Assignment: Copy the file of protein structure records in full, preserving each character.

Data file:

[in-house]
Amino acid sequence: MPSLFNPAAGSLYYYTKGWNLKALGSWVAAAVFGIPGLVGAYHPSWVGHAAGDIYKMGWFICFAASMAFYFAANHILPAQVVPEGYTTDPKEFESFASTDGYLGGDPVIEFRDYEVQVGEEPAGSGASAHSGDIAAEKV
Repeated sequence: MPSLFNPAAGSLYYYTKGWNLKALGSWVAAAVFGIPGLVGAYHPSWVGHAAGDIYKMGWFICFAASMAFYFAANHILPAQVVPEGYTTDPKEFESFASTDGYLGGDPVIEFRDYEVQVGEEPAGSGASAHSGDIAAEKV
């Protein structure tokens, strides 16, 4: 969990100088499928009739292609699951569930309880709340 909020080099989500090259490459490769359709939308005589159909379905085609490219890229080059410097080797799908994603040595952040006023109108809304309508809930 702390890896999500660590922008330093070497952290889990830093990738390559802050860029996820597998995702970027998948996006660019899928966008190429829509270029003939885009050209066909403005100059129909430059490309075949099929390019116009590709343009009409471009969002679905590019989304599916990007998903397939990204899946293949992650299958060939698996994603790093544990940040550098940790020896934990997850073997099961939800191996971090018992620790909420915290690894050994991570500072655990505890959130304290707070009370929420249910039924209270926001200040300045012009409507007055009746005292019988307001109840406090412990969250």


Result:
[in-house]
Amino acid sequence: MPSLFNPAAGSLYYYTKGWNLKALGSWVAAAVFGIPGLVGAYHPSWVGHAAGDIYKMGWFICFAASMAFYFAANHILPAQVVPEGYTTDPKEFESFASTDGYLGGDPVIEFRDYEVQVGEEPAGSGASAHSGDIAAEKV
Repeated sequence: MPSLFNPAAGSLYYYTKGWNLKALGSWVAAAVFGIPGLVGAYHPSWVGHAAGDIYKMGWFICFAASMAFYFAANHILPAQVVPEGYTTDPKEFESFASTDGYLGGDPVIEFRDYEVQVGEEPAGSGASAHSGDIAAEKV
């Protein structure tokens, strides 16, 4: 969990100088499928009739292609699951569930309880709340 909020080099989500090259490459490769359709939308005589159909379905085609490219890229080059410097080797799908994603040595952040006023109108809304309508809930 702390890896999500660590922008330093070497952290889990830093990738390559802050860029996820597998995702970027998948996006660019899928966008190429829509270029003939885009050209066909403005100059129909430059490309075949099929390019116009590709343009009409471009969002679905590019989304599916990007998903397939990204899946293949992650299958060939698996994603790093544990940040550098940790020896934990997850073997099961939800191996971090018992620790909420915290690894050994991570500072655990505890959130304290707070009370929420249910039924209270926001200040300045012009409507007055009746005292019988307001109840406090412990969250």